With the agreement of a material price escalation clause, the risk for price changes of the materials expressly named in the agreement is regularly distributed to both contracting parties, in that a price adjustment can be demanded in the event of both upward and downward fluctuations. By way of example only, reference is made to the clause contained in Form 225 of the Federal Government’s Manual on Procurement and Contracts, together with explanatory notes. According to this clause, a price adjustment will only be made if the de minimis limit is exceeded, i.e. if the additional or reduced expenditure amounts to more than 2 per cent of the total amount invoiced for the items previously specified in the form. Furthermore, a deductible of the contractor of 10 per cent of the additional or reduced expenses (then as a right to withhold) is stipulated. The calculation is based on the basic values specified and updated from these for each service item listed, taking into account the proven service quantities.

In a decree dated 21 May 2021, the Federal Ministry of the Interior, for Construction and Home Affairs instructed its subordinate authorities on how to deal with fluctuating material prices. In doing so, the Ministry differentiated between new, i.e. imminent, award procedures, ongoing award procedures and procedures already concluded by contract. For the upcoming award procedures, the subordinate awarding authorities are instructed to particularly examine the prerequisites for the agreement of material price escalator clauses, i.e. strong price fluctuations and an associated particularly high risk for the bidders. After examination and corresponding forecast, a material price escalator clause is to be agreed.

For current award procedures that have been started without the inclusion of a material price escalator clause, there is the possibility of subsequent inclusion. Even after the opening of tenders, it may be possible in individual cases to return the procedure to the status prior to the submission of tenders and to include the material price escalator clause when submitting new tenders. Although the decree is only binding on the subordinate contracting authorities of the ministry and not on all contracting authorities nationwide, the decree can serve as an argumentation aid vis-a-vis those contracting authorities that have not made use of the inclusion of material price escalator clauses in their award procedures despite the objective necessity of doing so. If necessary, these contracting authorities should be made aware of this by means of a corresponding question to bidders.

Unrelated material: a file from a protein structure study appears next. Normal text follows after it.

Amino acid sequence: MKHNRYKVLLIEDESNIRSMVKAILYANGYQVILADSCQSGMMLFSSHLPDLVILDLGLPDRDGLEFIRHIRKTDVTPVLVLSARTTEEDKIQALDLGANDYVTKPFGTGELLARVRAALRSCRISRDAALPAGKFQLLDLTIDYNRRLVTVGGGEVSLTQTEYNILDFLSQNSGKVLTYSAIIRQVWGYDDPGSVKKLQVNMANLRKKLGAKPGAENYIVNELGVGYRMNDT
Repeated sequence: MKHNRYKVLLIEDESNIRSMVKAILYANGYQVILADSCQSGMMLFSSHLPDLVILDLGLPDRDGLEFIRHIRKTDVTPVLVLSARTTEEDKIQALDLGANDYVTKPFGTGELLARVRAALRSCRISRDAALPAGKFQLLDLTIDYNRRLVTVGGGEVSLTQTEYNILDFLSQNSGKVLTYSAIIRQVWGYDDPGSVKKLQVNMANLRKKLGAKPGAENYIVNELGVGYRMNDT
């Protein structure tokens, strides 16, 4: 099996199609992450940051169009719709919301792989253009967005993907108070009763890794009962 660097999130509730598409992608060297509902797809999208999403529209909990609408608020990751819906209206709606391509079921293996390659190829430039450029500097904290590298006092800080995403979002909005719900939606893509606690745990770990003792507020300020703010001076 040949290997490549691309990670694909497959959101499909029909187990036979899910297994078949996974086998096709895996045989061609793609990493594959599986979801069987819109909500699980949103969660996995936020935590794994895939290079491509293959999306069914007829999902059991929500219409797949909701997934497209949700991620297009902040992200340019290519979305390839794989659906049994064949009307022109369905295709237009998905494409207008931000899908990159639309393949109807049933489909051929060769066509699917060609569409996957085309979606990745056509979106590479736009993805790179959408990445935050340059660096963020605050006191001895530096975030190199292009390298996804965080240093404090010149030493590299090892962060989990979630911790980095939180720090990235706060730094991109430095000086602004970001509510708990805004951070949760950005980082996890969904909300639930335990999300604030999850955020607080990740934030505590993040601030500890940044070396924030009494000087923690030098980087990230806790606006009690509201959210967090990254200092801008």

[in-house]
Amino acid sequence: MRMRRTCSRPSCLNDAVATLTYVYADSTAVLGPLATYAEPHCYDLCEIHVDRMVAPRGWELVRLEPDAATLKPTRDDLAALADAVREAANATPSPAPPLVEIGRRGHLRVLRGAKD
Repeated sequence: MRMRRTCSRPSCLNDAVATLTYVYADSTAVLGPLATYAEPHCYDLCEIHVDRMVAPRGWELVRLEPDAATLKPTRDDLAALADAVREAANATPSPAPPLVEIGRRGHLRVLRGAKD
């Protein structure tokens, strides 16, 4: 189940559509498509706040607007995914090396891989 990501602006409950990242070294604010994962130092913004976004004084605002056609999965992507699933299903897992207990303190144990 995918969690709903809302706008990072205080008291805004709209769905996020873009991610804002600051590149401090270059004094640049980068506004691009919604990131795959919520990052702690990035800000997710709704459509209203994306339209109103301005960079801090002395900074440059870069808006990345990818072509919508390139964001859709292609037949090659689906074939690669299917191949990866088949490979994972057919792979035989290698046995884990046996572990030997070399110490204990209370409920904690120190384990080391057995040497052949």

In principle, a material price escalation clause could also be agreed at a later date after the contract has been concluded, but no use is made of this in the decree. Instead, reference is made to the possible existence of legal regulations for adjusting contracts, e.g. Section 58 of the Federal Budget Code (BHO). According to this, the competent Federal Ministry may, with the consent of the Federal Ministry of Finance, amend contracts to the detriment of the Federal Government (payment of higher material costs) only in exceptional cases with special justification (e.g. in the event of otherwise threatened insolvency of the contractor with an inevitable standstill in construction). However, Section 58 of the Federal Budget Code (BHO) is not in any case a basis for claims on which the individual contractor can rely.